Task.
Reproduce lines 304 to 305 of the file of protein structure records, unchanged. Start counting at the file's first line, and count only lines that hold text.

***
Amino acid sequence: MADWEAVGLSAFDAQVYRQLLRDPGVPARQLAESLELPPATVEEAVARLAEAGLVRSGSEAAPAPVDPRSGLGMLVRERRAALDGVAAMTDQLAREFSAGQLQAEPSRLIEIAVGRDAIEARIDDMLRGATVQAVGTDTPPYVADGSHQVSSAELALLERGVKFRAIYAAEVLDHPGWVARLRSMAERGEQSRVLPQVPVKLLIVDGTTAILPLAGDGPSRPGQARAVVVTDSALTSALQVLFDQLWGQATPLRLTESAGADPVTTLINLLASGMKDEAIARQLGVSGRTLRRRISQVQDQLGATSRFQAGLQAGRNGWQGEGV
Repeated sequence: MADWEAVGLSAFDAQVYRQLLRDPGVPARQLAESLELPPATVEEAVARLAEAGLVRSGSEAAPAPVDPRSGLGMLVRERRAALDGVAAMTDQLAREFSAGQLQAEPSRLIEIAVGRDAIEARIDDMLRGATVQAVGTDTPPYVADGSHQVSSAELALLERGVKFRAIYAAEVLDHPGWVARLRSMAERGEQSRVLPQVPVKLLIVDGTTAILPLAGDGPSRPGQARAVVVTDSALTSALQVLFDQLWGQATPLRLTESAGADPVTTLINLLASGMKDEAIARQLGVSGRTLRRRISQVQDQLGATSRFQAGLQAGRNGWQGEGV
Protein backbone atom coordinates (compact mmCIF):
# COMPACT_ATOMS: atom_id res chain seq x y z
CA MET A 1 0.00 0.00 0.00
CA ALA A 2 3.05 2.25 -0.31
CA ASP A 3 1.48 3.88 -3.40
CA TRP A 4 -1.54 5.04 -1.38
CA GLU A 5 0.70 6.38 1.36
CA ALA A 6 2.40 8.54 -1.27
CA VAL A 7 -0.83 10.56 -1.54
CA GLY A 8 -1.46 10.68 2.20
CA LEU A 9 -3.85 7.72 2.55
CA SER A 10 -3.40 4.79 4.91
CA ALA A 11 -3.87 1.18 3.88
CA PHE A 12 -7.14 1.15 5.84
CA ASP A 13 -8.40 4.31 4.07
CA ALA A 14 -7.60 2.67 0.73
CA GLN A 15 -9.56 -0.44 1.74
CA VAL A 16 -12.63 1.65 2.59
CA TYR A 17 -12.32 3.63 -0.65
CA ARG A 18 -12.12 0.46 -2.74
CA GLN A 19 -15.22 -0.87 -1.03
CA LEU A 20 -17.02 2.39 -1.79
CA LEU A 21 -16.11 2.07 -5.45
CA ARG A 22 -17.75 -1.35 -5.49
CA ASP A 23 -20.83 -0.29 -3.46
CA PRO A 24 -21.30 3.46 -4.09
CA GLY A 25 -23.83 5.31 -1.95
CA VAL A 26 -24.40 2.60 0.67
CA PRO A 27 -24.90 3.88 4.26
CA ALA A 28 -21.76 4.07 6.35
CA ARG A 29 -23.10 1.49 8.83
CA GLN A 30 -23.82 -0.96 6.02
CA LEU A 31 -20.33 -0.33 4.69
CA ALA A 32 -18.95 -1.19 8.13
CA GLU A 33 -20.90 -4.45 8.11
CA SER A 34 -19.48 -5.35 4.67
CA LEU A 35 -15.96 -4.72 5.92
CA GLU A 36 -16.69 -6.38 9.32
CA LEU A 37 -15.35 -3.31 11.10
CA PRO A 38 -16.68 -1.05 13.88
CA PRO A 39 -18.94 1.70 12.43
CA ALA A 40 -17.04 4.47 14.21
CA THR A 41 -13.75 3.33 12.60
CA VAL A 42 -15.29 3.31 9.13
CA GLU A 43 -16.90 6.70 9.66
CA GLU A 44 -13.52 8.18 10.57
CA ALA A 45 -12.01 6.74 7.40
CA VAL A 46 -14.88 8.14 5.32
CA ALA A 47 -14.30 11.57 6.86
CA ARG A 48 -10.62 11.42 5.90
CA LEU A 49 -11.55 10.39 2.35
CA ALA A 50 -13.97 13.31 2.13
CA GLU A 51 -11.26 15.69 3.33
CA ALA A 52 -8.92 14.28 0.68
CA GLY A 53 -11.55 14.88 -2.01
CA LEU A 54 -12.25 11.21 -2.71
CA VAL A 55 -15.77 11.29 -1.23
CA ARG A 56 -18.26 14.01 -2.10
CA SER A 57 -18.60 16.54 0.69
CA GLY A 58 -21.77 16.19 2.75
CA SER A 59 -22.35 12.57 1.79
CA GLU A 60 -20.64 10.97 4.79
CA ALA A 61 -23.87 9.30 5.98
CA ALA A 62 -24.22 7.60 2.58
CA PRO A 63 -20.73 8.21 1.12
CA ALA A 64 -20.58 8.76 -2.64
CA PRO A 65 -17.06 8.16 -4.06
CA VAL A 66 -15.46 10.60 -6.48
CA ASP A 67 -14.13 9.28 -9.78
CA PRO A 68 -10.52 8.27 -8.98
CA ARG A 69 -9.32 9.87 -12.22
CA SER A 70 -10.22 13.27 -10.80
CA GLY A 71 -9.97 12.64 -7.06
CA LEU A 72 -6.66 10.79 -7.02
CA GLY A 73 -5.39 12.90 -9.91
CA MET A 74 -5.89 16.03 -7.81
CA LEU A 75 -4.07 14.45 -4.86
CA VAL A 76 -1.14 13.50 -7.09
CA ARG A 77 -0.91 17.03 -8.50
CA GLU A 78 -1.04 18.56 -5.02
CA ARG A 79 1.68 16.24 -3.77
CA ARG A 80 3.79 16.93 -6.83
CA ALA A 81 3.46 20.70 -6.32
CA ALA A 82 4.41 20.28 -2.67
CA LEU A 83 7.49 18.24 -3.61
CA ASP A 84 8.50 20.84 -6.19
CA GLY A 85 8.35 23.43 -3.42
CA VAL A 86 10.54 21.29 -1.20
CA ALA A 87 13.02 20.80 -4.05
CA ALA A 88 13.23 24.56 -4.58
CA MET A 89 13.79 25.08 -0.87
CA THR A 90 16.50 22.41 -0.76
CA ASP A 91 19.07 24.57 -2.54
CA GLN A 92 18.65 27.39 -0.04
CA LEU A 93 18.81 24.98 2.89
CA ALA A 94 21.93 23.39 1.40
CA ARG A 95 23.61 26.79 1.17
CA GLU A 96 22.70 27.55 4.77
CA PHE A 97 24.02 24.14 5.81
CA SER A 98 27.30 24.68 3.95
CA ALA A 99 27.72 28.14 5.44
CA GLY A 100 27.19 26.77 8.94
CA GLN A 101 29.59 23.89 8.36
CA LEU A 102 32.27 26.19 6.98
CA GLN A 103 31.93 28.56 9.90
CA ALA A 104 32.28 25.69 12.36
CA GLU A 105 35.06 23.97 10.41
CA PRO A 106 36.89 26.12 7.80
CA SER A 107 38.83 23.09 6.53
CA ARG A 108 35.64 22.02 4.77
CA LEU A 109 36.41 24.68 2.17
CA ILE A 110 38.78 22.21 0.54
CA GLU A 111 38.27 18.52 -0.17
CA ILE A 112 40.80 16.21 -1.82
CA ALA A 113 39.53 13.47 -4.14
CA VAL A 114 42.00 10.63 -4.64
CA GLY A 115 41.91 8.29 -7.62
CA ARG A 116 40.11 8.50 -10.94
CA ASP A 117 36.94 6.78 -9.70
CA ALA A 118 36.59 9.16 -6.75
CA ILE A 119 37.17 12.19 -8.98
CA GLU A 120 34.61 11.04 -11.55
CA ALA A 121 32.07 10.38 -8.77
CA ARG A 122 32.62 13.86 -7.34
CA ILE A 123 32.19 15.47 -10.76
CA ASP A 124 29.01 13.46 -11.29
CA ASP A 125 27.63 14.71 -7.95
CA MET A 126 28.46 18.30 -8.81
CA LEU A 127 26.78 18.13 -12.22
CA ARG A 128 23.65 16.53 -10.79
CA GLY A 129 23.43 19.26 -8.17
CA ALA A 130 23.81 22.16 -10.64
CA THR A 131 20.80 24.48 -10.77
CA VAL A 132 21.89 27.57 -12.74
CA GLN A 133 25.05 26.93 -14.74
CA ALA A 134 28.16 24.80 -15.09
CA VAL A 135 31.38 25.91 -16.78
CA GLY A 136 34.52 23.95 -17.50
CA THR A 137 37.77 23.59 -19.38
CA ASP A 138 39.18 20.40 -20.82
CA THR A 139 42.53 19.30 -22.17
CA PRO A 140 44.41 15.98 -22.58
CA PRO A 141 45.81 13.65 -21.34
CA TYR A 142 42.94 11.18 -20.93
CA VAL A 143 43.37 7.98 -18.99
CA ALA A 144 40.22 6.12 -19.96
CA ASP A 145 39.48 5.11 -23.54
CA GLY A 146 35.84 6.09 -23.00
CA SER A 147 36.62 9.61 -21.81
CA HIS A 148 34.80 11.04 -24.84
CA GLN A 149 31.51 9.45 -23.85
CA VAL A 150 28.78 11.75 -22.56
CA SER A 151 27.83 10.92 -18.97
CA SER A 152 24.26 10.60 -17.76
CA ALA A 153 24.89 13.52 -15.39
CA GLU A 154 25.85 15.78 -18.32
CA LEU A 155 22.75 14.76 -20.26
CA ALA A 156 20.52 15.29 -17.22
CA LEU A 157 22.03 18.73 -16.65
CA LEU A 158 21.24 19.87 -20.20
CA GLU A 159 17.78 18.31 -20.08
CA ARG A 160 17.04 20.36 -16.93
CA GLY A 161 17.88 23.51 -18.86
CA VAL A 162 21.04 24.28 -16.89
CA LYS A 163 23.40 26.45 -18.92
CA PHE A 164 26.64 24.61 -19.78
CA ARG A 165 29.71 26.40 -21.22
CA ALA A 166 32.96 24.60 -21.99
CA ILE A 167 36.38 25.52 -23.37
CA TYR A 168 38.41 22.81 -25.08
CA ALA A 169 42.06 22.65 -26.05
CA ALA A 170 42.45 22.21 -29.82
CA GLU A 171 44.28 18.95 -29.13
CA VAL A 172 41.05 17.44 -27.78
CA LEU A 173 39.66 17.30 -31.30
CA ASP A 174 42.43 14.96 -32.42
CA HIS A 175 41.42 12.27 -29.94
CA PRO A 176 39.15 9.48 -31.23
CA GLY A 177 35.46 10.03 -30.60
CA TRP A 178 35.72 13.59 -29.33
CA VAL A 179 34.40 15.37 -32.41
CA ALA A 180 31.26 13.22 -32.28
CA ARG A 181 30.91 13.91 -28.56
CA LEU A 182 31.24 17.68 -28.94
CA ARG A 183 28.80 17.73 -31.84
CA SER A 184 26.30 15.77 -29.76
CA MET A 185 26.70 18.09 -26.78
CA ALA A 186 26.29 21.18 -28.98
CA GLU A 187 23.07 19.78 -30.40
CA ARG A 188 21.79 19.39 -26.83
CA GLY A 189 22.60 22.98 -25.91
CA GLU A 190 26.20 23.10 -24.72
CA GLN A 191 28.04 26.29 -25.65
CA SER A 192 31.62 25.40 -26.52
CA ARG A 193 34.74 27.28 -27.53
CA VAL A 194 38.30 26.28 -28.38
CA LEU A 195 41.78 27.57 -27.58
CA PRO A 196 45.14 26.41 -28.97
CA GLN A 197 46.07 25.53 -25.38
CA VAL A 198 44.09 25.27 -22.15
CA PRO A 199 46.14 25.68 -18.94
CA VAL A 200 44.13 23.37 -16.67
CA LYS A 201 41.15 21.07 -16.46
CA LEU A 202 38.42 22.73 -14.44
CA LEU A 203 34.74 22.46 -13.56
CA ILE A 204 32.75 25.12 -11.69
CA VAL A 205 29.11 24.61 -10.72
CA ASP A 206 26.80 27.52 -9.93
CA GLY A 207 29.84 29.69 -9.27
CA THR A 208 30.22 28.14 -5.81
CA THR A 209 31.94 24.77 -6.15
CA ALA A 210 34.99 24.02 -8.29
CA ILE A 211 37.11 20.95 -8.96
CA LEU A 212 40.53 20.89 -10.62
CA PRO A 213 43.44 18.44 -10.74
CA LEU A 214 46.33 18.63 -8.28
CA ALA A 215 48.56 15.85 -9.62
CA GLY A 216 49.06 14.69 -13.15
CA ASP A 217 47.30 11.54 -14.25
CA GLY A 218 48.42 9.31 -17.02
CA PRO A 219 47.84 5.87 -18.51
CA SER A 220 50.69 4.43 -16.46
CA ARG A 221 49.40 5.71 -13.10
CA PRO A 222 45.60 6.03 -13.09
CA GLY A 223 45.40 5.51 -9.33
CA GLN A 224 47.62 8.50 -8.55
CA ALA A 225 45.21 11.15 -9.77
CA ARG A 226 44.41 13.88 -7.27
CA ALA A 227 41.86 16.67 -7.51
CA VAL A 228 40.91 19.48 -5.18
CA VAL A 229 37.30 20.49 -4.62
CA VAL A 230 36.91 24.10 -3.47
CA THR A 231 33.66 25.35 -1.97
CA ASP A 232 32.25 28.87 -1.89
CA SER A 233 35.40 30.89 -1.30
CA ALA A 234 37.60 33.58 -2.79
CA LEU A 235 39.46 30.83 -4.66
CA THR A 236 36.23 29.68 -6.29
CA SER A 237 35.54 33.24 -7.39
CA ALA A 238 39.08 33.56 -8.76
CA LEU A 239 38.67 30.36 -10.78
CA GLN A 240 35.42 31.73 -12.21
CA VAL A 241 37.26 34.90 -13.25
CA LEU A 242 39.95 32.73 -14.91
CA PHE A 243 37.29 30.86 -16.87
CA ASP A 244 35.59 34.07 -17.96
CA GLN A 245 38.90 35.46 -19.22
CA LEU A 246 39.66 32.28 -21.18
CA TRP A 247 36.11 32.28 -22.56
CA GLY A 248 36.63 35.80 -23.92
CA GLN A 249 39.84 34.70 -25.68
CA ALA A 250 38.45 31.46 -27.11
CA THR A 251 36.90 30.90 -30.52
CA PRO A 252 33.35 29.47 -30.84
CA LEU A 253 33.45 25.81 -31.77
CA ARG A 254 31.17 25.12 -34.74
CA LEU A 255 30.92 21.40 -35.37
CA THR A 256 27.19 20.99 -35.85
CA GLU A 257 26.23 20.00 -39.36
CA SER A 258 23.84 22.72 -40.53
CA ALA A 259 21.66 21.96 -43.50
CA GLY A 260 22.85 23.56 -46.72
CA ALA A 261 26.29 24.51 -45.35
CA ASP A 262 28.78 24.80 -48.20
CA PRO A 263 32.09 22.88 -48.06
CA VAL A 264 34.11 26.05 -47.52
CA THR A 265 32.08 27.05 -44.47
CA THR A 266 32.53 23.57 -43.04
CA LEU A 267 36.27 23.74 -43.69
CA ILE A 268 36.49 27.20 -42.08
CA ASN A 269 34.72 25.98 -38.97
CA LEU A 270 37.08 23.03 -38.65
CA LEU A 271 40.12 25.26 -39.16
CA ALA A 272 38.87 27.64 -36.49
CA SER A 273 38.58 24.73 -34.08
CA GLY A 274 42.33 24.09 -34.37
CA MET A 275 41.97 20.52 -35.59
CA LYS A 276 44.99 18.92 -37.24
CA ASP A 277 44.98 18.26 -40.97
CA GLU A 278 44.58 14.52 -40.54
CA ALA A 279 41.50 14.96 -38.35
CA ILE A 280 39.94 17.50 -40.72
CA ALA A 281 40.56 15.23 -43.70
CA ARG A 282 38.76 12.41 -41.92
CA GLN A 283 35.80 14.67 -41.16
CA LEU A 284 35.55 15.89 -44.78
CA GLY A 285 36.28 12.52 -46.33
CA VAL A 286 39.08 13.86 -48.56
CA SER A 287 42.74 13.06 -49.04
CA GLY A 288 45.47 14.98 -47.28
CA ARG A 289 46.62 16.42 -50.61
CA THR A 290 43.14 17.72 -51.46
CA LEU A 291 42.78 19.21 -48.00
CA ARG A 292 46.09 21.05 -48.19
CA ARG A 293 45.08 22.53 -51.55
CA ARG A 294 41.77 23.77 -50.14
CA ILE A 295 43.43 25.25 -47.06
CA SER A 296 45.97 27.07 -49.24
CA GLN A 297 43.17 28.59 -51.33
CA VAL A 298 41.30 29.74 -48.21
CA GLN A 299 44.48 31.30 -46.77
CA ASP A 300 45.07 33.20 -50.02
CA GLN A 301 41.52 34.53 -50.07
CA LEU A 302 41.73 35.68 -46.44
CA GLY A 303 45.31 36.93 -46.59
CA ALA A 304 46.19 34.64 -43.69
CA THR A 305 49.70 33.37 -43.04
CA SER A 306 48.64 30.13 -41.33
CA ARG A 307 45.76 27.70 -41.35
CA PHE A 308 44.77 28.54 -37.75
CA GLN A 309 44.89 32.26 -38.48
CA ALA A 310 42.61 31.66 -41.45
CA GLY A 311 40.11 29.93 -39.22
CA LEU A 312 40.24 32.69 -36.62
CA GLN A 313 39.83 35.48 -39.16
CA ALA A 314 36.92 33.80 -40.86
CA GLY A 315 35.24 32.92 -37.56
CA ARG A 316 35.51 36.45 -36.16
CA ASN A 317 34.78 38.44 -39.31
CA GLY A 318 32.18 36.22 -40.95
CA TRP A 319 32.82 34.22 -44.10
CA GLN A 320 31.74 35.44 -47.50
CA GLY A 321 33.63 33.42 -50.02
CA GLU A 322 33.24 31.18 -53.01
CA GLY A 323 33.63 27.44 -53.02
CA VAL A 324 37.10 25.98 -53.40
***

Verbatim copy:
CA ASP A 300 45.07 33.20 -50.02
CA GLN A 301 41.52 34.53 -50.07